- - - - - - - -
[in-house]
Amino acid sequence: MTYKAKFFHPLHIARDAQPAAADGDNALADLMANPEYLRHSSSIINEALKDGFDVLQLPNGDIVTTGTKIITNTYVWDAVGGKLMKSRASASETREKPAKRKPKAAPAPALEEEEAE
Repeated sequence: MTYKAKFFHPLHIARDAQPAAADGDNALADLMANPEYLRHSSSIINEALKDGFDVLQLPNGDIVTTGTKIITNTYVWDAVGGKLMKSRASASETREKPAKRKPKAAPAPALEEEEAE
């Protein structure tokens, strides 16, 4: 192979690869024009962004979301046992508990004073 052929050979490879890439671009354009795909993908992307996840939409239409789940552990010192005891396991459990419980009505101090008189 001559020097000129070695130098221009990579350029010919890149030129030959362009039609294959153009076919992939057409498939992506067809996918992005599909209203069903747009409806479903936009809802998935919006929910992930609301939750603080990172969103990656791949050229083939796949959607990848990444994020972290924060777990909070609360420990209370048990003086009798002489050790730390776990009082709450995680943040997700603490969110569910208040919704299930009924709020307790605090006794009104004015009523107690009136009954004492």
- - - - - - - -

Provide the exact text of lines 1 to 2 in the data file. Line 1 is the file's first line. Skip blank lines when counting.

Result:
[in-house]
Amino acid sequence: MTYKAKFFHPLHIARDAQPAAADGDNALADLMANPEYLRHSSSIINEALKDGFDVLQLPNGDIVTTGTKIITNTYVWDAVGGKLMKSRASASETREKPAKRKPKAAPAPALEEEEAE